How seminary changes your relationship with your church


Caravaggio-Saint-Jerome-header

I’ve got a new post up at Going To Seminary where I talk about how the difficulty of finding one’s voice in the midst of all the heroes you have going into seminary and the new ones you find. We end up doing a lot of mimicking and daydreaming about other people’s spiritual lives and gifts; it’s hard to find our truest selves in the midst of it. Further, I talk at length of the various ways that seminary changes the way that you, as a developing leader, relate to the leaders at your church. It’s also an interesting post to read on this All Soul’s Day. (On a side note, this post has a lot more to do with my experience years ago moving from one state to another for seminary than my current experience at my current church.) Check it out, and let me know what you think! Here’s an excerpt:

For many of us, attending seminary ends up changing our relationship with those people that have shaped and supported us and led us to that moment. For many, they are leaving supportive church families and leaders and doing school elsewhere. I’ve watched many of classmates have to go through a sort of internal “break-up” with their home churches and those pastors with whom they spent so much time. It hurts. They wonder why their pastors “back home” who were so supportive of seminary training won’t return emails. Can’t get together for coffee on school breaks. Won’t talk about possible job opportunities in the future.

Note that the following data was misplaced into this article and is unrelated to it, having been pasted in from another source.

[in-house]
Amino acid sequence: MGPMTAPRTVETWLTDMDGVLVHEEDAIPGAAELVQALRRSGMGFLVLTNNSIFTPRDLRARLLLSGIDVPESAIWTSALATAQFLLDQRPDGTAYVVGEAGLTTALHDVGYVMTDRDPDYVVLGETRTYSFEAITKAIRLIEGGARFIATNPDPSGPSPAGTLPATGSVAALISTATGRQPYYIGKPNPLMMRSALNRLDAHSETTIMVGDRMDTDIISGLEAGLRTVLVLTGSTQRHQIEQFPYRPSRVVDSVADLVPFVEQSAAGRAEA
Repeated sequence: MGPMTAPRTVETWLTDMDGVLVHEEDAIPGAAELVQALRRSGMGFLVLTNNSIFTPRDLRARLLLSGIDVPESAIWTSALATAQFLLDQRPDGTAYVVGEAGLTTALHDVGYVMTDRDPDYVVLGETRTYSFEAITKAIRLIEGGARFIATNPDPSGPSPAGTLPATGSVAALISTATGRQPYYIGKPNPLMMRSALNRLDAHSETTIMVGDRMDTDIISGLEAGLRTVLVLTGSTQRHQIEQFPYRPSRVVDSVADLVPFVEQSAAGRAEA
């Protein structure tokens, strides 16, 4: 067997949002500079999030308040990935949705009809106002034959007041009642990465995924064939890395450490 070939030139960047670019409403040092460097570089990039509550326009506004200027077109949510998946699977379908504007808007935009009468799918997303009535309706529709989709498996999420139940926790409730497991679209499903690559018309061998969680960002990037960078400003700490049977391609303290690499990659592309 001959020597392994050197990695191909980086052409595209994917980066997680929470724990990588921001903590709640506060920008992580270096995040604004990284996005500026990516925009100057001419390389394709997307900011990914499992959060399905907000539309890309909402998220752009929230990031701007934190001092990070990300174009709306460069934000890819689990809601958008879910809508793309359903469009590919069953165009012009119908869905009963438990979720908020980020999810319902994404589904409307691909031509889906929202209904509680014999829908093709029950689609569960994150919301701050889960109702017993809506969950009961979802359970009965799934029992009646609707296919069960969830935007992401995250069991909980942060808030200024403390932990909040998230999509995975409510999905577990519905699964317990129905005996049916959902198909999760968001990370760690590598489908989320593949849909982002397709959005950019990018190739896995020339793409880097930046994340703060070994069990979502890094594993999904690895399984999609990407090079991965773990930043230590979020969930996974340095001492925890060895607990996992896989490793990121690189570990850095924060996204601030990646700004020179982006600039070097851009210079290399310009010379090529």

Read the full post:
All My Heroes are Dead

Check out the rest of my Going To Seminary posts.

[image credit: “St. Jerome” by Caravaggio]


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